But here’s the problem with the hourly wage abstraction. It requires introducing a new data estimation into the mix, one that has nothing (or at least very little) to do with the real-world concept we’re trying to represent, which is whether you’re taking home more money today than you did last year. That additional layer of abstraction is the average length of the work week.

Now this data estimation changes very little from month to month. Unlike the difference in work days from month to month, which can be meaningful and is incredibly easy to measure, the difference in work hours from week to week is an immaterial and almost certainly statistically spurious estimation. Here are the average number of hours in the work week since 2012.

Since 2012, the average length of the work week has been as low as 34.3 hours and as high as 34.6 hours. For more than SIX YEARS, the maximum deviation from the mean has been less than NINE MINUTES, less than ONE-HALF OF ONE PERCENT of the total work week. This is the flattest line you will ever see in any time series, and any month-to-month deviation from the mean is almost certainly a spurious statistical estimation. Meaning that the month-to-month differences in the average work week are so far inside your margin of error for this sampling and estimation process that you can have ZERO confidence that you are abstracting anything real. This is as bogus of an abstraction as you will ever see.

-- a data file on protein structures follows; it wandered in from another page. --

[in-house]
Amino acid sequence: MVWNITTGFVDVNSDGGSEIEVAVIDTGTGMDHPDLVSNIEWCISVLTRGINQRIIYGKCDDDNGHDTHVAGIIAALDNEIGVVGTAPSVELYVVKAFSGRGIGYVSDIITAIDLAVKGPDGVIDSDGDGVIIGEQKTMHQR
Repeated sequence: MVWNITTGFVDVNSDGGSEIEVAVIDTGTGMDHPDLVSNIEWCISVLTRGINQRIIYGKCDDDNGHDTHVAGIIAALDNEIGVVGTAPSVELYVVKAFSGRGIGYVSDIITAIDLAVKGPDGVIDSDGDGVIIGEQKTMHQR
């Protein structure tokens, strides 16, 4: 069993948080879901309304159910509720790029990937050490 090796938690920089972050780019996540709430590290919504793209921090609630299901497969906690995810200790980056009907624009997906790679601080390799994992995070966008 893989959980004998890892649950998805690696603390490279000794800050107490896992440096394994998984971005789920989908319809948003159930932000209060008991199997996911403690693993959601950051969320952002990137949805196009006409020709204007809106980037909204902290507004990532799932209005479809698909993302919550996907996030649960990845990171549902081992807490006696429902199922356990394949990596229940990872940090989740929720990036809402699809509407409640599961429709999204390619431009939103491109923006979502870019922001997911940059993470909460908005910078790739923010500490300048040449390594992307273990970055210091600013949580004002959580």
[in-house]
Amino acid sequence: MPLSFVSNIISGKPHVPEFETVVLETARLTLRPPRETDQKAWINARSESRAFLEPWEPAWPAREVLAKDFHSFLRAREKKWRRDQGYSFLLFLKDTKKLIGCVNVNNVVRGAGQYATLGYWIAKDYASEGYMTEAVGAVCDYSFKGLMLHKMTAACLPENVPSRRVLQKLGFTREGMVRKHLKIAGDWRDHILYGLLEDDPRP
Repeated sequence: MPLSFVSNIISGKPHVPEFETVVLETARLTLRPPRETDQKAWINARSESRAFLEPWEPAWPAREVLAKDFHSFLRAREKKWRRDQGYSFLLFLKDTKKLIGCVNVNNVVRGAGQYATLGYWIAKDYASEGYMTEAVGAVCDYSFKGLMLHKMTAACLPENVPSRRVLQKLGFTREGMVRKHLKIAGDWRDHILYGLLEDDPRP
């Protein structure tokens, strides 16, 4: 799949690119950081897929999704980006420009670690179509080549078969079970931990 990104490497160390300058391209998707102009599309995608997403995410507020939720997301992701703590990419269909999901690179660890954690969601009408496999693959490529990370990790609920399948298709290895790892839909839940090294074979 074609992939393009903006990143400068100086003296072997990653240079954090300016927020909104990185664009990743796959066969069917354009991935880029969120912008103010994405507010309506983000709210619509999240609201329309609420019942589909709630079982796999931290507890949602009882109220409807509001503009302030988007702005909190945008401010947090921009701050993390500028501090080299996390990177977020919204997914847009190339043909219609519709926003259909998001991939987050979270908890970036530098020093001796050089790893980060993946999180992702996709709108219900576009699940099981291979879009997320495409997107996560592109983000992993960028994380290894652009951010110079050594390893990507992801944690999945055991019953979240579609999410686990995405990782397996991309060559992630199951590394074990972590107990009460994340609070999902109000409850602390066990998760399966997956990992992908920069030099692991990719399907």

And yet it makes all the difference in the world for hourly wage calculations!

Why was the February wage growth number reported on March 9th as 2.6% rather than 2.9%?